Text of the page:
A: The risk of an Ebola outbreak affecting multiple people in the United States is very low. Therefore, the risk to pets is also very low, as they would have to come into contact with blood and body fluids of a person with Ebola. Even in areas in Africa where Ebola is present, there have been no reports of dogs and cats becoming sick with Ebola.

Q: Can I get Ebola from my dog or cat?

A: At this time, there have been no reports of dogs or cats becoming sick with Ebola or of being able to spread Ebola to people or animals.

Q: Can my pet’s body, fur, or paws spread Ebola to a person?

A: We do not yet know whether or not a pet’s body, paws, or fur can pick up and spread Ebola to people or other animals. It is important to keep people and animals away from blood or body fluids of a person with symptoms of Ebola infection.

Q: What if there is a pet in the home of an Ebola patient?

A: CDC recommends that public health officials, in collaboration with a veterinarian, evaluate the pet’s risk of exposure to the virus (close contact or exposure to blood or body fluids of an Ebola patient). Based on this evaluation as well as the specific situation, local and state human and animal health officials will determine how the pet should be handled.

Q: Can I get my dog or cat tested for Ebola?

A: There would not be any reason to test a dog or cat for Ebola if there was no exposure to a person infected with Ebola. Currently, routine testing for Ebola is not available for pets.

Q: What are the requirements for bringing pets or other animals into the United States from West Africa?

A: CDC regulations require that dogs and cats imported into the United States be healthy. Dogs must be vaccinated against rabies before arrival into the United States. Monkeys and African rodents are not allowed to be imported as pets under any circumstances.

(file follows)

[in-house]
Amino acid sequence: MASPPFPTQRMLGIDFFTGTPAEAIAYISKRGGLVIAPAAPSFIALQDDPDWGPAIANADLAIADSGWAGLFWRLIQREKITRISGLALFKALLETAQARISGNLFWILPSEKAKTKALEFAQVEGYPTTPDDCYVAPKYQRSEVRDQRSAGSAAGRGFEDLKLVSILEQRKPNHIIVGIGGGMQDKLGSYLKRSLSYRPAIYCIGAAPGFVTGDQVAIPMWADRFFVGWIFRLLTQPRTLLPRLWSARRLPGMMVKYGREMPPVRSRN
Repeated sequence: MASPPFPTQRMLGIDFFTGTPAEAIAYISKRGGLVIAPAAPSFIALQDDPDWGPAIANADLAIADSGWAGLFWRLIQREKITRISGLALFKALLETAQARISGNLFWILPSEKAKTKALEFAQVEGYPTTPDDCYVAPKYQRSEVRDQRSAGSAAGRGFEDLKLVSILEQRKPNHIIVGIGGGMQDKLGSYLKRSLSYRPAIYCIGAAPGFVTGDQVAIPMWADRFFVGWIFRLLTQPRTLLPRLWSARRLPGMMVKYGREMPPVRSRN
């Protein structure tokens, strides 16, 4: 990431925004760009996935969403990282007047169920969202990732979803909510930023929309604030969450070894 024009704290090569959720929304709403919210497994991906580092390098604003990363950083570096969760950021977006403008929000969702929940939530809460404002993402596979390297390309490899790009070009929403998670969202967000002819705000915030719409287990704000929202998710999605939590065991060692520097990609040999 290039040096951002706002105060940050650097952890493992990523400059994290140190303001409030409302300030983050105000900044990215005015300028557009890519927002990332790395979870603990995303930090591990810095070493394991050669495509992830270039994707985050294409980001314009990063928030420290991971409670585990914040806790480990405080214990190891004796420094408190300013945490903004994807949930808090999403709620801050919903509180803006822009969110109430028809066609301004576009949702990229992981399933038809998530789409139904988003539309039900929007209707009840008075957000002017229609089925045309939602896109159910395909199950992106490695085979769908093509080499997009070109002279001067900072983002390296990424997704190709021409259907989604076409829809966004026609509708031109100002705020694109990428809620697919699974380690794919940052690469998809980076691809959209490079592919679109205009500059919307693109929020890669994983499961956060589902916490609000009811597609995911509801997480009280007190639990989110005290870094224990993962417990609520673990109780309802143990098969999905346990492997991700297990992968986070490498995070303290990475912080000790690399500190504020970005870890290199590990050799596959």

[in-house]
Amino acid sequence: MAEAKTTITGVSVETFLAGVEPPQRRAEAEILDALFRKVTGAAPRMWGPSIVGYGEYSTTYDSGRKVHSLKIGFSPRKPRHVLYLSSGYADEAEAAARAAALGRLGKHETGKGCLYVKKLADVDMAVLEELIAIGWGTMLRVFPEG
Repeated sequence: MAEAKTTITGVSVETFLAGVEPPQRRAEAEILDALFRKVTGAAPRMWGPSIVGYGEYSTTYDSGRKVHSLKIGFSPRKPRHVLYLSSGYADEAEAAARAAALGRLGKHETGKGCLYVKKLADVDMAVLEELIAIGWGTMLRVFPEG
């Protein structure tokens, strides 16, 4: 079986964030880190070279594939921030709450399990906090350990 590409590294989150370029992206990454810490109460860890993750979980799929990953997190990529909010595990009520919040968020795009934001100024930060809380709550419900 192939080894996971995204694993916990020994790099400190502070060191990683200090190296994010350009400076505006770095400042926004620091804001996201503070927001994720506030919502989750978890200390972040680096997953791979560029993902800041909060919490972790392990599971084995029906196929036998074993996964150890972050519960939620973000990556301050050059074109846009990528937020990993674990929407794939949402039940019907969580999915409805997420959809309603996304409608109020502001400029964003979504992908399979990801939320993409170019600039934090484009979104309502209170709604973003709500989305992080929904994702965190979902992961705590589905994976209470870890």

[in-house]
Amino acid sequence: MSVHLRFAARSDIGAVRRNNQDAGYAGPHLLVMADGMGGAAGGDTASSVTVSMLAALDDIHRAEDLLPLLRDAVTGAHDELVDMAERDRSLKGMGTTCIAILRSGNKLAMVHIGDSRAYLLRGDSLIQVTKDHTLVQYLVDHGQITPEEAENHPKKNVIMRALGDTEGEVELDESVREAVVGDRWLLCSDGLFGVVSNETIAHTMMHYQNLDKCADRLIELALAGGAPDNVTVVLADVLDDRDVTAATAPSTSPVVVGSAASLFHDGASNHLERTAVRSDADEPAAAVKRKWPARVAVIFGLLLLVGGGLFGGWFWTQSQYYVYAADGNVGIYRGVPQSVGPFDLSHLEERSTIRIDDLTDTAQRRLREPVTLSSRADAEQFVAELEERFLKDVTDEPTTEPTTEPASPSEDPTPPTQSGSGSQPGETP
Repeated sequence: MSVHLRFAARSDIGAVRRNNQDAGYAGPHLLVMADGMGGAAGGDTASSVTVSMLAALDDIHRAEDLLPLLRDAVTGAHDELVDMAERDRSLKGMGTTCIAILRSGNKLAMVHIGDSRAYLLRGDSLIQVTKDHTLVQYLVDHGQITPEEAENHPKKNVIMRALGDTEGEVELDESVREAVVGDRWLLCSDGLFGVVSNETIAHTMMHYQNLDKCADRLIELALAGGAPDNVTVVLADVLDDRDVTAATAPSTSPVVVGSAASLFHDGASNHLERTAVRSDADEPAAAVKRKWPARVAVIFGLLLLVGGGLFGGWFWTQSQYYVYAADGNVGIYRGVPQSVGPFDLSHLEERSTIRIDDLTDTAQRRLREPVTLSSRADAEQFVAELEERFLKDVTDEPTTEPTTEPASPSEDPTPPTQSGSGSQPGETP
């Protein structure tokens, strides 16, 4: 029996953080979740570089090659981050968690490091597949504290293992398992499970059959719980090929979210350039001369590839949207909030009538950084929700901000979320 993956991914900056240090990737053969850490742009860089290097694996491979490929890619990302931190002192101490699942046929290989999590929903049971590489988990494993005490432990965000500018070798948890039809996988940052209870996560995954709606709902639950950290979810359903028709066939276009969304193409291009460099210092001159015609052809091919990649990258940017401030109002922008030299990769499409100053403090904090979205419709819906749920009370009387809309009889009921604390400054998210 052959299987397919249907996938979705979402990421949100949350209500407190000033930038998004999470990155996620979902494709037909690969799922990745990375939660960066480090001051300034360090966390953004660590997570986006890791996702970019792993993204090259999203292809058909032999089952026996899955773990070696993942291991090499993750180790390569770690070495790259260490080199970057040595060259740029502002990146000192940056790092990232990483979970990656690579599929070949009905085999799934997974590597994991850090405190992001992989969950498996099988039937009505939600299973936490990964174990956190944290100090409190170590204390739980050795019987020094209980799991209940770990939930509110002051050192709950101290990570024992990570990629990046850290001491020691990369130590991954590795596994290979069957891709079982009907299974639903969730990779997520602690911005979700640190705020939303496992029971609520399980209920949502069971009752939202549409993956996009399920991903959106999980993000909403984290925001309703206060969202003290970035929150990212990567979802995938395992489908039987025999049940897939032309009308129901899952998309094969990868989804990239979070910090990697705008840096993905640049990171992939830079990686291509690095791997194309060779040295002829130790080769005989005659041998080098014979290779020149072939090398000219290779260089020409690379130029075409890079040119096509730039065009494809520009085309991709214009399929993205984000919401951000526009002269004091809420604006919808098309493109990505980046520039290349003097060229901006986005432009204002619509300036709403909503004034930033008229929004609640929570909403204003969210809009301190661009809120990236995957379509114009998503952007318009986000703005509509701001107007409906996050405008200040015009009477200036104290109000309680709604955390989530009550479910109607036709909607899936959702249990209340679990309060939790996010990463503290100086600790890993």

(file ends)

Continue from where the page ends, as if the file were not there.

Each state and U.S. Territory has its own rules for pet ownership and importation, and these rules may be different from federal regulations. Airlines may have additional requirements.

Q: Can monkeys spread Ebola?

A: Yes, monkeys are at risk for Ebola. Symptoms of Ebola infection in monkeys include fever, decreased appetite, and sudden death. Monkeys should not be allowed to have contact with anyone who may have Ebola. Healthy monkeys already living in the United States and without exposure to a person infected with Ebola are not at risk for spreading Ebola.

Q: Can bats spread Ebola?

A: Fruit bats in Africa are considered to be a natural reservoir for Ebola. Bats in North America are not known to carry Ebola and so CDC considers the risk of an Ebola outbreak from bats occurring in the United States to be very low. However, bats here are known to carry rabies and other diseases.

Q: Where can I find more information about Ebola and pet dogs and cats?

A: CDC is currently working with the U.S. Department of Agriculture, the American Veterinary Medical Association, and many other partners to develop additional guidance for the U.S. pet population. Additional information and guidance will be posted on this website, as well as partner websites, as soon as it becomes available.

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Anonymous said...

It look's great on your site ;).
Thank-you for continuing to share such vital information with the public
Coolridge Animal Hospital

Barona Whiteing-Green said...

Thank you.